“It is clear as hell, what happened is simply a military coup”, one of my friends exclaimed, while we were discussing the situation in Egypt after 30 June. I acknowledge that many in the West today hold the same conception regarding the recent situation in Egypt: as a military coup against the democratically elected president Morsi , and they are wondering why many in Egypt don’t see it the same way.
To answer this question, first I have to illustrate the whole picture of the past year briefly; since the elected president grasped authority in June 2012. Mohammed Morsi, as known to many, is the Muslim brotherhood candidate, and during his presidential poll he promised many things:
– To be a democratic president to all Egyptians.
– To be a tolerant president towards oppositions.
– He swore to respect the constitution and law in front of the Supreme court.
What happen, very soon afterwards, proved that all mentioned above were just empty promises .
Democracy was sound only for his Muslim brotherhood fellows, who where elevated and hired in all sort of prompted positions in the government .Respecting or regarding the constitution Morsi stamped on the highest law of the country on November 2012 by the dictatorial constitution declaration . I don’t need to mention the economic decline of the country because its more than conspicuous, regarding tolerance Morsi ‘ speeches to the public where full of offensive and sectarian language .In a nutshell Morsi was an elected president, but he also was a dictator even worse than Mubarak .
Since January 2013 many Egyptians felt that they can’t take it any longer, some would even ask military officers – whom they know or are their own relatives – frankly : why don’t the army overthrow this Morsi ? I heard more than once in my own humble acquaintance circles, and the answer goes something like this :” if you will go for it we will support, and protect you”. This statement aptly summarizes what has happened recently in Egypt, for by the end of April this same year the Tamurd youth movement lunched it’s a creative idea off convincing as many people as they can to sign papers which shows that they refuse the role of the Muslim brotherhood president Morsi, challenging his legitimacy, they claim to gather more than 20.millions signed papers from all over Egypt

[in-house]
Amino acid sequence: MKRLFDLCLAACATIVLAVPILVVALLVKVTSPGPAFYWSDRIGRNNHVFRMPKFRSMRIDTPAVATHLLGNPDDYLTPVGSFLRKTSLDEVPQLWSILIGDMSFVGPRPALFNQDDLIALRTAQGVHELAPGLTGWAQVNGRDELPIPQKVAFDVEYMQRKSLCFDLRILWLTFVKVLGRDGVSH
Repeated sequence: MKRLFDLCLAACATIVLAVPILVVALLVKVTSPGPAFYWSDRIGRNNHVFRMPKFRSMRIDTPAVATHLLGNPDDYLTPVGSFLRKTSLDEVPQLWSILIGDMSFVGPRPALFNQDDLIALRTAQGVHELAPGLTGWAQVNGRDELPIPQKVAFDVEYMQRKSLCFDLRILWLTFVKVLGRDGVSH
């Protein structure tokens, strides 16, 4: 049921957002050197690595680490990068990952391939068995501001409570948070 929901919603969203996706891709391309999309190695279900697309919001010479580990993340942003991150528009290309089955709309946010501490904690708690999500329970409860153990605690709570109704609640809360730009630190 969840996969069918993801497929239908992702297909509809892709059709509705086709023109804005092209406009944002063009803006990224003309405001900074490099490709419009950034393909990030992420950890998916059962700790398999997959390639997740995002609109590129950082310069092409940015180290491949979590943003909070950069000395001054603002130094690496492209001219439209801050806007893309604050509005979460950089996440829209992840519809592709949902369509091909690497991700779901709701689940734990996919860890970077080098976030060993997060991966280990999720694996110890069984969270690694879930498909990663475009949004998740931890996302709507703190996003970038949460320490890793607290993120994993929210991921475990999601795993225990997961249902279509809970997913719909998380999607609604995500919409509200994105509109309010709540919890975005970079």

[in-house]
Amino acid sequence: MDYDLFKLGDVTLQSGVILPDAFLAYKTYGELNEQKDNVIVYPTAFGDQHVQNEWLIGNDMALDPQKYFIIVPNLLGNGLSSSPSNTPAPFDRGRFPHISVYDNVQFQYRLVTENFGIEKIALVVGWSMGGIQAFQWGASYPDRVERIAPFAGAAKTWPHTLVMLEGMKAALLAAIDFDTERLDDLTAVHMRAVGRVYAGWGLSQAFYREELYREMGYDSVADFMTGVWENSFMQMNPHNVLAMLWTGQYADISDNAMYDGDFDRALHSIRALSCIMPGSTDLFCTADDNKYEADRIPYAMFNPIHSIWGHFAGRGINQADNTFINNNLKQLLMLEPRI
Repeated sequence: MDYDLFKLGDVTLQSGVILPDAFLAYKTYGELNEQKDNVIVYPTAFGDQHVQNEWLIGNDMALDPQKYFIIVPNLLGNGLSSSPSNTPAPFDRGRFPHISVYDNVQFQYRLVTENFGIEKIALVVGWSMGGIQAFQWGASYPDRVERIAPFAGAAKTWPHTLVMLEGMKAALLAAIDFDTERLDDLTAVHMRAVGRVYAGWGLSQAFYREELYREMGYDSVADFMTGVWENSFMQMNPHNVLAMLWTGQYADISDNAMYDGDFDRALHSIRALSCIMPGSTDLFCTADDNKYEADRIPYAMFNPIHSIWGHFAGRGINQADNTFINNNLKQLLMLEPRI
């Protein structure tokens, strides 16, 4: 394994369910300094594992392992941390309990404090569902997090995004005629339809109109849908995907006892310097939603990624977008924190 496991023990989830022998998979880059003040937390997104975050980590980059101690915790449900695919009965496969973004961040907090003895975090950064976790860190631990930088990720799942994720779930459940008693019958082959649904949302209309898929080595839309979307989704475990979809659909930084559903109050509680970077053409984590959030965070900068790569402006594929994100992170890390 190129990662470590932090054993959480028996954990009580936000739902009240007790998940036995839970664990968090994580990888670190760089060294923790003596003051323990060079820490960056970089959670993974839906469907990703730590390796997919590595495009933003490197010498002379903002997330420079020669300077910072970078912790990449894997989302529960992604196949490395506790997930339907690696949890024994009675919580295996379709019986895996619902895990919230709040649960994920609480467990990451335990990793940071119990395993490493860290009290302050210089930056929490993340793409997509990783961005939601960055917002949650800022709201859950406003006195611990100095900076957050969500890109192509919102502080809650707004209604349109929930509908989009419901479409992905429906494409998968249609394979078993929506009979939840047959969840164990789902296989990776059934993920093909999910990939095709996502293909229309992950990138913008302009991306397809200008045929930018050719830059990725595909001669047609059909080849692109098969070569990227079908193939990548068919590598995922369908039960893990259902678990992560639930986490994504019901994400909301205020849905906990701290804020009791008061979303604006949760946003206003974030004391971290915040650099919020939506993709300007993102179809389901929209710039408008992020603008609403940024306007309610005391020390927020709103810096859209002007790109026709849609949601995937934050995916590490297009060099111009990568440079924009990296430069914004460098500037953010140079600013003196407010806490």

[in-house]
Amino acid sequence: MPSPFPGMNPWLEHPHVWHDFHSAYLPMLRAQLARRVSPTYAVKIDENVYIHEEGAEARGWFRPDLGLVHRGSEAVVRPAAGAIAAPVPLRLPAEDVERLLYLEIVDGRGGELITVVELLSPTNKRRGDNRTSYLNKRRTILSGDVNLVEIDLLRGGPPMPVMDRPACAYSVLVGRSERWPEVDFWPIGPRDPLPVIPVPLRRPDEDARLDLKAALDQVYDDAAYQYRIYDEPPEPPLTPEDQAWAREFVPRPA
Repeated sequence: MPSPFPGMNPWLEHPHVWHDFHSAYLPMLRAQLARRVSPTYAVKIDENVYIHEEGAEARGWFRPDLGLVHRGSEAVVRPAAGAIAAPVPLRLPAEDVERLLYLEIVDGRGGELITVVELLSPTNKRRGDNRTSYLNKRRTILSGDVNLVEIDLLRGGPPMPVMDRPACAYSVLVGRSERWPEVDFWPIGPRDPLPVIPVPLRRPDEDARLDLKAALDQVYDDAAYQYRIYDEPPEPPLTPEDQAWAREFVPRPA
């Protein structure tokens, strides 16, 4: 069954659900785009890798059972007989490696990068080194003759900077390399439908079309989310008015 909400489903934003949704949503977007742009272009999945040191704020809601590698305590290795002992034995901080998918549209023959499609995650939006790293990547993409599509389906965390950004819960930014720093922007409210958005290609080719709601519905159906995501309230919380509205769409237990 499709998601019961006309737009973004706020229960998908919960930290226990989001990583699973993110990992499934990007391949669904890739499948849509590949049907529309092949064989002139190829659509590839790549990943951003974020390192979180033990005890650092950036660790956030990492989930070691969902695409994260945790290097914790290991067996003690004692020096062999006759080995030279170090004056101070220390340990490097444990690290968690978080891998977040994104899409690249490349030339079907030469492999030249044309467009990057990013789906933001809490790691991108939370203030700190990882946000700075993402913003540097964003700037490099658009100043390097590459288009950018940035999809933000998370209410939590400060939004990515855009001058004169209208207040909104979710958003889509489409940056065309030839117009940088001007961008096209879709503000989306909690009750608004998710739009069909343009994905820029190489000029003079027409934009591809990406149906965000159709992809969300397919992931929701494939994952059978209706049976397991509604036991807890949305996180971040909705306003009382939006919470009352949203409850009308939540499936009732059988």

Whether this record is precise or not, I will not argue , I doubt it myself , nevertheless it shows the intense anger, and unrest among a wide range of Egyptians .
On 30th June, millions really rallied against the rule of this fairly dictator not only in Tahrir square, but in many others squares and in majors cities other than Cairo, I went to Tahrir square before SCAF took the side of majority and what was significant about the scene there was that many ordinary families were there chanting against Muslim brotherhood and Morsi by their own, without a leader or any sort of political parties work of gathering or organizing .
They were the people; ordinary Egyptians, the civil society , the army generals supported this civil movement on July 3rd by ousting the disastrous dictator Mohamed Morsi who was the worse ruler in Egypt’s modern history since as far as 1882
I am not a SCAF fan as you may think, I don’t support a military rule, Mubarak was one of them , never the less, this case can’t simply be a military coup it is a civil revolution supported or rather completed by a needed military action ; the military shot the last bullet, that’s how things are done in Egypt so far .
Finally as for Christian I don’t have to say that almost all of us thought of the last year of the Muslim brotherhood rule as a nightmare. I personally saw it as a sort of temptation, and I thank God He passed us through with minimum losses so far, although I cannot deny that Christian will surly continue to suffer the avenging assaults of the Islamists in the coming days, and this is due to the certain fact that we are easier targets than army barracks, police stations , … etc.
Still you want to call it a military coup my friend ,well I won’t argue any more but remember even if it’s a coup, millions of Egyptian people longed for it to happen , and they sincerely perceived it as an urgent reformations to their country ‘s democratic development.